Oracle’s fourth-quarter 2014 results show 25% growth in cloud revenues to $322m and total annual revenue of $38.3bn, up 3% year-on-year.
The supplier reported its cloud revenue separately for the first time. It represents 3% of sales.
Larry Ellison (pictured), Oracle’s CEO, talked up the company’s cloud revenue in a statement. “Oracle is now the second largest SaaS [software as a service] company in the world [behind Salesforce],” he said. “In IaaS [infrastructure as a service], we are larger and more profitable than Rackspace. We have by far the most complete portfolio of modern SaaS and PaaS [platform as a service] products in the industry: CRM: sales, service and marketing; HCM: HR, payroll and talent; ERP: accounting, procurement, supply chain. All these SaaS products run on the world’s most powerful PaaS: the Oracle in-memory multi-tenant database and Java.”
By submitting your email address, you agree to receive emails regarding relevant topic offers from TechTarget and its partners. You can withdraw your consent at any time. Contact TechTarget at 275 Grove Street, Newton, MA.
For the quarter, software and cloud revenues were up 4% to $8.9bn. GAAP (generally accepted accounting principles) cloud SaaS and PaaS revenues were up 25% to $322m, while non-GAAP SaaS and PaaS revenues were up 23% to $327m. Cloud IaaS revenues were up 13% to $128m.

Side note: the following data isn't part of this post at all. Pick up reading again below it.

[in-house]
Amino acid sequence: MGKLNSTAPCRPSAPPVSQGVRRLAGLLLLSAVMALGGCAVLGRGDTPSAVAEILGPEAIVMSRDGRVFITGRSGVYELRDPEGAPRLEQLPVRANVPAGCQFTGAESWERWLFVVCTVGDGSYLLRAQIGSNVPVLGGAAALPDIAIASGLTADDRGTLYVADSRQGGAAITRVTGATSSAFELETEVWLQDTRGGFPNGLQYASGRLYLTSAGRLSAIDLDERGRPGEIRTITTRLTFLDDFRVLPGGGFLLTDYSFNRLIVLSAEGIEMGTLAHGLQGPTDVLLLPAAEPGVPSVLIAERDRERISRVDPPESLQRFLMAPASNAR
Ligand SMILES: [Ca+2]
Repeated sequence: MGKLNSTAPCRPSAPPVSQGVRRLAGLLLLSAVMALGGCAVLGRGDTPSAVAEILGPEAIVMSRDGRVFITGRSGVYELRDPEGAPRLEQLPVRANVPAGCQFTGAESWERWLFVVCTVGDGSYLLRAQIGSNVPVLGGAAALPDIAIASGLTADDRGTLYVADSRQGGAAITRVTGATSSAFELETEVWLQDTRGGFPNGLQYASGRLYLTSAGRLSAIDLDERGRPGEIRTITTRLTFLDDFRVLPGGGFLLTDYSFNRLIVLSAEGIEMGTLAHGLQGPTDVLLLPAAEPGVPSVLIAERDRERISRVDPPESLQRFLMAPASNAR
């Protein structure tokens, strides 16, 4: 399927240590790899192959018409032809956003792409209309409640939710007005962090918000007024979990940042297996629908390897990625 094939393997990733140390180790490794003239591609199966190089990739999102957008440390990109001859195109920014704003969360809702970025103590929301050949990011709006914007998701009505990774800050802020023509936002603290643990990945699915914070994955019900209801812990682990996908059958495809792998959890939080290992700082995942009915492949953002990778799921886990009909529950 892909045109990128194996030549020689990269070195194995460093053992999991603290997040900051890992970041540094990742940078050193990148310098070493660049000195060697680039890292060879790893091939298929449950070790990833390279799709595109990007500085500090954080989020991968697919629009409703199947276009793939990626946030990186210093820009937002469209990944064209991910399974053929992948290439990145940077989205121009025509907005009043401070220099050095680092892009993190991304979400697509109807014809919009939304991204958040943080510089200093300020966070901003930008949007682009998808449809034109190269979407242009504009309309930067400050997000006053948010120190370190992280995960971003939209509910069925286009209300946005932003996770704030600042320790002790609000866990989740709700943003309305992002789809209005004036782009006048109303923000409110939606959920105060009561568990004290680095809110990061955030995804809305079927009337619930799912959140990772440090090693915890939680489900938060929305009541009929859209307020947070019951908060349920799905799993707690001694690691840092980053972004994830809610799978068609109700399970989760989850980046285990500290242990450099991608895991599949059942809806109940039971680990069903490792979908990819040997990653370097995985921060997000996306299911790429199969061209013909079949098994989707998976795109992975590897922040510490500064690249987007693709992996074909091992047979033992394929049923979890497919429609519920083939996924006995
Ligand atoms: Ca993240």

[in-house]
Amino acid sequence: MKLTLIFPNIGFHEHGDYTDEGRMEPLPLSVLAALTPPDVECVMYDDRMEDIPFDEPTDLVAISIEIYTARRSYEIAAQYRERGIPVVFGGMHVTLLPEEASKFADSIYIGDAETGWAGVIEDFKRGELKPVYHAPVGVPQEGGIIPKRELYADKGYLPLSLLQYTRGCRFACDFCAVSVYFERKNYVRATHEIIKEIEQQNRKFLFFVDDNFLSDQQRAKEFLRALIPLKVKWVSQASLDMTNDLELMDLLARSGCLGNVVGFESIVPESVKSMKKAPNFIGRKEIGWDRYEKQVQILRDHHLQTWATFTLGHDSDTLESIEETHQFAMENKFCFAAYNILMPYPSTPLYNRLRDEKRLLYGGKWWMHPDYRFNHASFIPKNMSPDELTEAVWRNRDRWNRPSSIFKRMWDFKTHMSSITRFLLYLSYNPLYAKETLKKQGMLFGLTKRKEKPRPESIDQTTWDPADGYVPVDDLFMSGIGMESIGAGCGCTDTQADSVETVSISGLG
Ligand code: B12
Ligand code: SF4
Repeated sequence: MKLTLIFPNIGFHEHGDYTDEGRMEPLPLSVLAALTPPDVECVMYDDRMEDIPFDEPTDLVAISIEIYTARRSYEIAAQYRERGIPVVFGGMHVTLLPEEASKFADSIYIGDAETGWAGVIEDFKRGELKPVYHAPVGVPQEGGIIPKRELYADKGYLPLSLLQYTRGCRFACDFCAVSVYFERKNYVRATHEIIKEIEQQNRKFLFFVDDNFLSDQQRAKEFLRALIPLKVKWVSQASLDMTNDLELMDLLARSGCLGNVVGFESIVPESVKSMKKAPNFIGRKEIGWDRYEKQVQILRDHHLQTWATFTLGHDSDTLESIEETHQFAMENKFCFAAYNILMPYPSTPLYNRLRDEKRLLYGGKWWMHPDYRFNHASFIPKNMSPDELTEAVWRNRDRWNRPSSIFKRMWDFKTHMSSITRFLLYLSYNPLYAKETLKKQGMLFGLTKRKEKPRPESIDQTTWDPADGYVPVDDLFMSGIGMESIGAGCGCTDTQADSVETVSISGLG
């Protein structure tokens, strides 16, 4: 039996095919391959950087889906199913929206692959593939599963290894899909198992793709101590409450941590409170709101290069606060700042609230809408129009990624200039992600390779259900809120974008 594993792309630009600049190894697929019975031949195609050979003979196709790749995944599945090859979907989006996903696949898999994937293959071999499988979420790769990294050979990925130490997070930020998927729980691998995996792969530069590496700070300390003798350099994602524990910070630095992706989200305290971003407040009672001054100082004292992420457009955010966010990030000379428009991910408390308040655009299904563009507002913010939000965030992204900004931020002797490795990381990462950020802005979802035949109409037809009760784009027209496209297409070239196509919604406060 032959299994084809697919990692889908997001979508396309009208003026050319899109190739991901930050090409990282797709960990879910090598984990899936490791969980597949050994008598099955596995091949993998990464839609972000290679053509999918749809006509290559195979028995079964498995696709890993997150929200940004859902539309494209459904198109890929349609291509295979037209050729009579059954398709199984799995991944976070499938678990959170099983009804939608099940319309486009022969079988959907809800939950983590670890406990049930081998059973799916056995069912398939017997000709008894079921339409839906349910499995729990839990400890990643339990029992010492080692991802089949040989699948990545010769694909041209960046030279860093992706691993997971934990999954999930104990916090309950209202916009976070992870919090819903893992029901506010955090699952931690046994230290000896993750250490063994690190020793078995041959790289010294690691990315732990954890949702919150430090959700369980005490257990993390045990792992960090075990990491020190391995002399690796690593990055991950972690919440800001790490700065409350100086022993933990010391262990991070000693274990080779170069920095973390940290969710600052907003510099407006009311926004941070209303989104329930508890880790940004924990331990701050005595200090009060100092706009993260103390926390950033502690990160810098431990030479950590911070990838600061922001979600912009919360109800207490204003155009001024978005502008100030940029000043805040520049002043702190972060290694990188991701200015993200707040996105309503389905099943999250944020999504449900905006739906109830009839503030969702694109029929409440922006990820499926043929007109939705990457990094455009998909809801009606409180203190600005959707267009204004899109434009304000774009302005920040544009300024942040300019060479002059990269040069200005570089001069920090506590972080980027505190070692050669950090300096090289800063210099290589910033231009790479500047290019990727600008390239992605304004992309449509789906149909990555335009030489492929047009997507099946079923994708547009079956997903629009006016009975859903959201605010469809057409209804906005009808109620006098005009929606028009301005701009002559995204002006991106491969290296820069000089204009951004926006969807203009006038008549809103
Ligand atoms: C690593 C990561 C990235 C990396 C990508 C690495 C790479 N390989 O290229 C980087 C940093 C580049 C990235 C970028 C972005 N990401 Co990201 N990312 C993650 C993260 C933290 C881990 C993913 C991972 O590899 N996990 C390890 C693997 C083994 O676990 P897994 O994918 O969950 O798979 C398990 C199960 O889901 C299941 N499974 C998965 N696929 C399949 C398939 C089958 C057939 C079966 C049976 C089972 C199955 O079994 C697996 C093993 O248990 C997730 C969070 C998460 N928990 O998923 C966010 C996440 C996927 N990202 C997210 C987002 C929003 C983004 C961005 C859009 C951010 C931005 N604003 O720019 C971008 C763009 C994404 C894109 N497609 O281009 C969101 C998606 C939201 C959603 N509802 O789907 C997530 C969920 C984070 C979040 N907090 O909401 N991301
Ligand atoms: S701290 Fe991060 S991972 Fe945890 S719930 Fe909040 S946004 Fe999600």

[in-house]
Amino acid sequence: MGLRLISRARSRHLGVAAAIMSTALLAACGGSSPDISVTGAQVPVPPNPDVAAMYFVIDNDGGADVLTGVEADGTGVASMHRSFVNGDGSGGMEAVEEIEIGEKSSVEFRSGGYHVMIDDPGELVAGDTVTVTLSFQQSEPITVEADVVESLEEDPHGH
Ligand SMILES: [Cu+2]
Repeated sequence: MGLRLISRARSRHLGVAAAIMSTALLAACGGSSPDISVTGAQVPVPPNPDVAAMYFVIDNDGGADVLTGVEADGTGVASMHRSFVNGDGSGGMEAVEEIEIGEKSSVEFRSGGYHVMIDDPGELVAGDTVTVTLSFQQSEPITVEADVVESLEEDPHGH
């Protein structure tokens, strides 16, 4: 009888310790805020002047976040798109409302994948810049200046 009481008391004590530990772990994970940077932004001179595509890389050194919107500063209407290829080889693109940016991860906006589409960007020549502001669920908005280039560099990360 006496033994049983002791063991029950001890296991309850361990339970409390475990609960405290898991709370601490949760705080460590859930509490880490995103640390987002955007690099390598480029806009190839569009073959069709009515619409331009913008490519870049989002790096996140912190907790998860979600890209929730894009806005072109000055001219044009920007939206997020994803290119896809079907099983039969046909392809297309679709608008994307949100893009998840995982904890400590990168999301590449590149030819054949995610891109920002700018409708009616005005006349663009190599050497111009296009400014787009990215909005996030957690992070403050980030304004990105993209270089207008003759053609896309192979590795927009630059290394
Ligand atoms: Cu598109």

For more enterprise IT supplier results
New software licence revenues were unchanged at $3.8bn, while software licence updates and product support revenues were up 7% to $4.7bn.
Hardware systems revenues were up 2% to $1.5bn with hardware systems products up 2% to $870m and hardware systems support up 2% to $596m.
However, GAAP net income was down 4% to $3.6bn, and GAAP operating profit was down 2% to $4.9bn.
For the entire 2014 fiscal year, total revenues were up 3% at $38.3bn, while GAAP software and cloud revenues were up 5%. Cloud SaaS and PaaS revenues were up 23% to $1.1bn while cloud IaaS revenues were up $456m.
For the year, new software licence revenues were unchanged at $9.4bn, while software licence updates and product support revenues were up 6% to $18.2bn.
Total hardware system revenues were flat at $5.4bn.
GAAP operating income was up 1% to $14.8bn, and GAAP operating margin was 39%.
Oracle president and CFO Safra Catz said a transition to an ‘as a service’ model is necessarily softening software sales in the short run. “Our cloud subscription business is now approaching a run rate of $2bn a year,” she said. “As our business has transitioned, more software revenues are being recognised over the life of a subscription, rather than upfront.”
On the hardware front, Oracle president Mark Hurd said: “We have transformed Sun’s commodity hardware business into a profitable and growing engineered systems business. Our overall hardware business grew 2% in constant currency this year.”